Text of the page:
And while EPA’s current RMP proposal acknowledges that the list of regulated substances needs to be updated, the agency proposes to address this in a future action, a choice that will further delay the process and, once again, fail to use the best available science to fully protect communities and workers. Under the Clean Air Act, EPA is required to review the list of regulated substances at least every five years, but it has not undertaken a review since 1998, and has not even added new chemicals since 1994. EPA needs to expand coverage of the rule for facilities like BioLab to be required to develop risk management plans.

The CSB report is timely, as EPA staff are currently writing the final rule, which is expected to be released this fall. Even in these intervening months, and as we head into hurricane season, we will likely face chemical incidents that could be prevented with stronger regulation. The final rule will also be a signal of the Biden administration’s commitment to environmental justice and whether its recent executive order will yield concrete action.
It is time for the EPA to issue strong rules to help prevent chemical disasters and to stop passing the buck. Too much is at stake, and too much has already been lost. Chemical disasters are not just one-time events – they interrupt and tear apart communities, with impacts that often persist for years. As a member of Air Alliance Houston shared at last year’s public hearing on the rule, “My cousin worries about a disaster every day when he goes to work at an RMP facility in Baytown but he feels like he can’t say or do anything about it. Well, the EPA can.”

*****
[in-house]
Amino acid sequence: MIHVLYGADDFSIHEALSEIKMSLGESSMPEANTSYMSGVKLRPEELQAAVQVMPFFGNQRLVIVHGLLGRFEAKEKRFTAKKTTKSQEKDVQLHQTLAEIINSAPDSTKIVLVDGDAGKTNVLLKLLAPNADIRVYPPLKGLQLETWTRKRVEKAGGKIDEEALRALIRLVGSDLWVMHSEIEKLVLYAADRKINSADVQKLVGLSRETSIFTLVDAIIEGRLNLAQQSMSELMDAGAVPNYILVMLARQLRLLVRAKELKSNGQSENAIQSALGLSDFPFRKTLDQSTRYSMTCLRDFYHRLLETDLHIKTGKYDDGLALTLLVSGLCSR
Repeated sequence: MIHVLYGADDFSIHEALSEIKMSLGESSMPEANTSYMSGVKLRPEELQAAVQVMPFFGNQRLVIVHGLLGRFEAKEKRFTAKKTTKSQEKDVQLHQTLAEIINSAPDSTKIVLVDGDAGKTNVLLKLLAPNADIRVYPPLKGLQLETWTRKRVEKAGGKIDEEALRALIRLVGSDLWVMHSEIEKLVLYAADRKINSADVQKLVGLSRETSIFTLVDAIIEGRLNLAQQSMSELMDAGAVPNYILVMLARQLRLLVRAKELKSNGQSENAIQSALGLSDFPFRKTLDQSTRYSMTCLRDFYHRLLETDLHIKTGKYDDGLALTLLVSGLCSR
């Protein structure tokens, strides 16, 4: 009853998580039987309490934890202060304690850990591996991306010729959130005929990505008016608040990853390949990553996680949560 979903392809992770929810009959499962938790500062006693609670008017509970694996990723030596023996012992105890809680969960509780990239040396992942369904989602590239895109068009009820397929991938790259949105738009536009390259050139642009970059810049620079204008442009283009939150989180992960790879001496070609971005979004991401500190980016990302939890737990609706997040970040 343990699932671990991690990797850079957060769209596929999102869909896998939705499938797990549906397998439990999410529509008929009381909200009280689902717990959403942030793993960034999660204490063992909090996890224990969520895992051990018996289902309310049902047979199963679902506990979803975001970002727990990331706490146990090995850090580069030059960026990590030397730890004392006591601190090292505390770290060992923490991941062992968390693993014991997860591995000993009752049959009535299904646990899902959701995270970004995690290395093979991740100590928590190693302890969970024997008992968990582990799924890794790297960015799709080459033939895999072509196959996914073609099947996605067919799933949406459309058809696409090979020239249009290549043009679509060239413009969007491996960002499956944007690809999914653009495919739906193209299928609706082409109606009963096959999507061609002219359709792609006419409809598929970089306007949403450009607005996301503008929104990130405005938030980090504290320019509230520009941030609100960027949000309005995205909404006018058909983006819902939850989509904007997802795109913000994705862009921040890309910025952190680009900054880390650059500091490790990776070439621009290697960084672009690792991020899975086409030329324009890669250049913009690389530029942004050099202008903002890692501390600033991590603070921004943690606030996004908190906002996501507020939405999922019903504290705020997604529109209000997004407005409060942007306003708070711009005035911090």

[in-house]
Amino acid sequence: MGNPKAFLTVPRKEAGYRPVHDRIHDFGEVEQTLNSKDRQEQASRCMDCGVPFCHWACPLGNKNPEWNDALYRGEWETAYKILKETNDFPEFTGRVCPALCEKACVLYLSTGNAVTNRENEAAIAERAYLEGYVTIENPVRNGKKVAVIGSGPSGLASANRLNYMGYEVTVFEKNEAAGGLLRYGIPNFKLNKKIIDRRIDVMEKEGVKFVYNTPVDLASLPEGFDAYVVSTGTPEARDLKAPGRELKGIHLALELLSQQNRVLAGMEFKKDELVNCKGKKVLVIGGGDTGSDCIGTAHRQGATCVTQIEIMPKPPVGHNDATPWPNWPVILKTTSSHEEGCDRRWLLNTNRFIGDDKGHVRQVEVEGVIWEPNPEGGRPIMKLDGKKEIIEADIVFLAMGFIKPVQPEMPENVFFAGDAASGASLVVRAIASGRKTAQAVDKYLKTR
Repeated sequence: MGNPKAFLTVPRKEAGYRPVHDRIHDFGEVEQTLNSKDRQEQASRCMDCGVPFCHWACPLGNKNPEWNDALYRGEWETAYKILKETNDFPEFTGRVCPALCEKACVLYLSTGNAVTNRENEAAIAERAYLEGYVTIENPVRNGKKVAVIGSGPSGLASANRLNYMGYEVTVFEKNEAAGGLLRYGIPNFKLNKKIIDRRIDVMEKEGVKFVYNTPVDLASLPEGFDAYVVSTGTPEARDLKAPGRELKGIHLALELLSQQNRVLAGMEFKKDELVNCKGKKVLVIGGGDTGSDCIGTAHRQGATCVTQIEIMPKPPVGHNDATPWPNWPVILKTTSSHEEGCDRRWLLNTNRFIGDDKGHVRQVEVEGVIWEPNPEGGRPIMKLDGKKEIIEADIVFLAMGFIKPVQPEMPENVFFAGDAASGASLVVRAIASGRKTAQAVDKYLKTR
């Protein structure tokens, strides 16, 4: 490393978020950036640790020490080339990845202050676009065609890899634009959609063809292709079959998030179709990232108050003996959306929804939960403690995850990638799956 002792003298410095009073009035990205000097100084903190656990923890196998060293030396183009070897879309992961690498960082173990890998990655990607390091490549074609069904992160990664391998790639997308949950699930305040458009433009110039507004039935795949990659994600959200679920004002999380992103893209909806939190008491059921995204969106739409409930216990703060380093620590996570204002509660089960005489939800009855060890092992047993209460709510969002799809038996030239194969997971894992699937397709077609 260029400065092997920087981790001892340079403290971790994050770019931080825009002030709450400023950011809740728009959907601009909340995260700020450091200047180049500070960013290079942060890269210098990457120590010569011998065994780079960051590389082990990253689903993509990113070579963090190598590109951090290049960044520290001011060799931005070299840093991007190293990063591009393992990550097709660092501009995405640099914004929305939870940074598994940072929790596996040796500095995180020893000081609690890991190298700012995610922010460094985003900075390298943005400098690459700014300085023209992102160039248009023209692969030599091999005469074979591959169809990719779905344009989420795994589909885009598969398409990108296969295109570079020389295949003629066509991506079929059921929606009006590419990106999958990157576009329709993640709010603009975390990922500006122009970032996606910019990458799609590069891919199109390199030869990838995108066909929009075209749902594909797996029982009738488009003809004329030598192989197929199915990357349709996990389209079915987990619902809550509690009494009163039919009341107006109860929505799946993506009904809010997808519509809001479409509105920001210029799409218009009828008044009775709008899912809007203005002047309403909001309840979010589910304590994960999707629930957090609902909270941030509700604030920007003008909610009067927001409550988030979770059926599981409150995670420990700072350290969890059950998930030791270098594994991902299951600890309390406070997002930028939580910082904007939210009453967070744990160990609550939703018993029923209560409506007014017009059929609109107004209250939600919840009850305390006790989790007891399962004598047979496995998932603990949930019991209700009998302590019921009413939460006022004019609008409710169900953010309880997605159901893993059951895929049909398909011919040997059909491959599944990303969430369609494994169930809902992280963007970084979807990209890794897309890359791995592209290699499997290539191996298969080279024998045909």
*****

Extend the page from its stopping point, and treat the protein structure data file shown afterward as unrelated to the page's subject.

Note: The aerial photo above, courtesy of the National Archives, shows a chemical fire near New Orleans, Louisana following Hurricane Katrina in 2005.

Posted in: Science and Democracy
Tags: chemical disasters, Chemical Safety, EPA RMP, RMP
About the author
Darya Minovi is a senior analyst for the Center for Science and Democracy. In her role, she researches the impact of weak environmental and public health protections on communities to support environmental justice and science-based policymaking.
Jacob Carter
Research Director
Alyssa Shearer
Biologist and Science Educator
Ingrid Paredes
Engineering Educator